Re: Problems with Mailman signing headers
You write that a Mailman signature could potentially "legitimize otherwise illegitimate message". Technically, this is confusing language. "Legitimate" is a local policy decision and will surely vary from site to site. I would express this kind of idea as "result in recipients accepting spam and undesired messages that they otherwise would reject."
You suggest not signing gated messages. This has its own problems, specifically that (1) it is useful to promise to sign all messages, but the list is deliberately not signing some of its output (2) many sites that know that this list signs will drop all unsigned posts. A plausible alternative strategy would be to sign Usenet-gated posts with a different key. I don't think this is generally going to be more than minor extra effort, as any decent signing agent will be prepared to deal with selectors. (I suppose this is mandated by DKIM, but I haven't checked.)
The language for 2.1.10 is excellent.
For 2.2/3.0, shouldn't all RFC 2369 headers be signed to prevent phishing attacks? Sender should be signed for Mailman's own potential benefit, I think, and of course DKIM itself mandates signing From.
The discussion of the DKIM status header should remark that DKIM does not even suggest a format for these headers, so they will be implementation-dependent. I think a call for Mailman advocates to participate in specification of a standard header, as well as to help with implementations' headers in the meantime, may be warranted.
Regarding the call for verifiers to "look favorably on" verified list signatures, I'm of two minds. Technically, I think it's a bug in the DKIM spec that it doesn't thoroughly distinguish between verifiers and policy agents (not to mention that it fails to mention the role of policy agents for the signing decision at all!) So I don't like language that suggests that verifiers make policy decisions. There's plenty of precedent for it in the latest DKIM draft, though.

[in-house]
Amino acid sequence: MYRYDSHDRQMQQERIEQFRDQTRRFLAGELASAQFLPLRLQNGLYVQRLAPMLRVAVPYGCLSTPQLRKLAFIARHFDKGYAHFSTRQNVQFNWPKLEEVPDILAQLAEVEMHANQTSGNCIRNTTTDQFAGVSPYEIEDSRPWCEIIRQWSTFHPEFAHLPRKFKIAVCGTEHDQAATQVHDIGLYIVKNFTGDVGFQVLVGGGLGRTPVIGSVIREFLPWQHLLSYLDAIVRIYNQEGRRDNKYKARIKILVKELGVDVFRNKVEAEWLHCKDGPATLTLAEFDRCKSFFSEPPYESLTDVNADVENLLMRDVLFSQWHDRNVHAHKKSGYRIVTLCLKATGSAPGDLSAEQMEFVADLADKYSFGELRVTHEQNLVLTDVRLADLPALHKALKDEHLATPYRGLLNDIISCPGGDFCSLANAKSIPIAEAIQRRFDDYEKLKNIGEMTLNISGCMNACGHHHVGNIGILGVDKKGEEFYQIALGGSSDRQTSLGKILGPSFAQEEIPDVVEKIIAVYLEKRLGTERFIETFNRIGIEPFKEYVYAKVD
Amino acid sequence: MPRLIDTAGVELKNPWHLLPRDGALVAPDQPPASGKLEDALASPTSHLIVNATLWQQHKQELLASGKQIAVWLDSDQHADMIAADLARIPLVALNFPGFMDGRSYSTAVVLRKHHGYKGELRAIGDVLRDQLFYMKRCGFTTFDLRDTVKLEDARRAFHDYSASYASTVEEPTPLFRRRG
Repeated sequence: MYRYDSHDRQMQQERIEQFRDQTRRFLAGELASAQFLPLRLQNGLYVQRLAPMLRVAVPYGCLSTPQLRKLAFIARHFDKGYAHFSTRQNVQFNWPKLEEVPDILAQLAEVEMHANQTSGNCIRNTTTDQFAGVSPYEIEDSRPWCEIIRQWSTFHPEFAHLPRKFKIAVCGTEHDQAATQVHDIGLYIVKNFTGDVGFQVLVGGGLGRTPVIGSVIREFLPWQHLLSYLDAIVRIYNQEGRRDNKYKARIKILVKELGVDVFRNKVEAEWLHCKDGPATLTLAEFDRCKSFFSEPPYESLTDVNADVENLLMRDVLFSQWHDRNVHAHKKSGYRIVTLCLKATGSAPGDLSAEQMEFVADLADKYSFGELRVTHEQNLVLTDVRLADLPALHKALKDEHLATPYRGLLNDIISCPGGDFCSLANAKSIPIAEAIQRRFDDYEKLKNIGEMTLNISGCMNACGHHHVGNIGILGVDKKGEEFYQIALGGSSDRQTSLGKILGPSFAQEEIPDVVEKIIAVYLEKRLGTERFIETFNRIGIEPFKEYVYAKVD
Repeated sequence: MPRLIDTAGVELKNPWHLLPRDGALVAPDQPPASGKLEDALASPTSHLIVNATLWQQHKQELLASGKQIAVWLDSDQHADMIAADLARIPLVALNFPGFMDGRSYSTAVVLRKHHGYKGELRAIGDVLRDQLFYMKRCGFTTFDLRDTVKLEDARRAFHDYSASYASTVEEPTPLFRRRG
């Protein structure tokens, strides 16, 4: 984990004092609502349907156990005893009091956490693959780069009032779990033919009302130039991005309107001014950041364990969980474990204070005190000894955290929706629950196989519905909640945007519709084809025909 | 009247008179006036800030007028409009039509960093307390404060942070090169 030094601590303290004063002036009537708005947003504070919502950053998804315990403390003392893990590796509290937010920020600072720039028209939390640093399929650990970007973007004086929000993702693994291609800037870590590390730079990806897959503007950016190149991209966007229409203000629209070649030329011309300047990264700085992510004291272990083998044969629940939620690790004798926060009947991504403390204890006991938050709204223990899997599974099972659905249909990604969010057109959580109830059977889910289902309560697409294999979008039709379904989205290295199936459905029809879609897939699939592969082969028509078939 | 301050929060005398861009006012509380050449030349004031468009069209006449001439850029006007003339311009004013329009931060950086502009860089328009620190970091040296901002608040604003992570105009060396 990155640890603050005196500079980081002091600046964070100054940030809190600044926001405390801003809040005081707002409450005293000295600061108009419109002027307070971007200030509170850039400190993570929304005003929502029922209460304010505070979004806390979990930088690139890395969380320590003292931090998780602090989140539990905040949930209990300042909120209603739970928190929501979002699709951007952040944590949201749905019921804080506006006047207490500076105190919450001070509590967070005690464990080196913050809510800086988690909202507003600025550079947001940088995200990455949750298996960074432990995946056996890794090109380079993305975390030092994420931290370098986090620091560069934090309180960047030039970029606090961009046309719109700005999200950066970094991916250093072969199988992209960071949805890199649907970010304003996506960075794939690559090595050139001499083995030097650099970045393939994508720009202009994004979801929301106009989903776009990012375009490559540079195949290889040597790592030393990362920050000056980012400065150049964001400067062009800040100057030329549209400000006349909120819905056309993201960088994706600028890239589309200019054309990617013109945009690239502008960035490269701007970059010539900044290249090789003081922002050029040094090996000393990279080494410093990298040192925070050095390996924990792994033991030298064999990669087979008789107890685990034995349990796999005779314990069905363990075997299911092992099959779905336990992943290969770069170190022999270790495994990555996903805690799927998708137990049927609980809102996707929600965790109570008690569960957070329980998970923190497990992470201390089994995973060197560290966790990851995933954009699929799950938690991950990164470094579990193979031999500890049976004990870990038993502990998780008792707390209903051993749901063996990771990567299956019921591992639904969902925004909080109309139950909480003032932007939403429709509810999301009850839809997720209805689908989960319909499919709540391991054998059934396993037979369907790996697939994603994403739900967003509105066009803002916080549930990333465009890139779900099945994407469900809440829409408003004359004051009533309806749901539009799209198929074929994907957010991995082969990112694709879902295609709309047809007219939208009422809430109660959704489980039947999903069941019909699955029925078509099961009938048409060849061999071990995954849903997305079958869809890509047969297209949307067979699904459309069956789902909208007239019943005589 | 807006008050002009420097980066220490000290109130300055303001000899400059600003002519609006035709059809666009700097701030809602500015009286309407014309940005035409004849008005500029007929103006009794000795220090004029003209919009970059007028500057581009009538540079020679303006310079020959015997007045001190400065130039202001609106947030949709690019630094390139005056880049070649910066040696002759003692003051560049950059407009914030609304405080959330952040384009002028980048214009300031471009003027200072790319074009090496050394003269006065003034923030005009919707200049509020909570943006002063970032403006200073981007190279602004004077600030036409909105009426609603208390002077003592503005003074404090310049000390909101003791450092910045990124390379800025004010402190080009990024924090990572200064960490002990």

Language to the effect that verifiers MAY make extra effort to find a valid list signature in the case where broken signatures are found is definitely appropriate, though.
As Michael has repeatedly emphasized, very little is known about the pragmatics of re-signing. Nonetheless, I think that a better way to try to accomplish this is to have a Mailman implementation that wants to take responsibility for broken signatures is to sign those signatures. (Remember, it can also create another signature without signing them. Then the signature signature might fail due to an intermediary reordering DKIM signatures, but the signature of the post itself would succeed.)
Then the BCP for policy agents could say that the presence of a broken signature which is nonetheless verified by a valid signature SHOULD be considered an indication that the verified signer verified the broken signatures on the way in, and that the verified signer then broke them. (This doesn't mean that a policy agent should trust the broken signature. That depends on how much it trusts the verified signer.)
Without signing the signatures, there's an obvious vector for reply attacks. I don't think that can be written into the standard or BCP.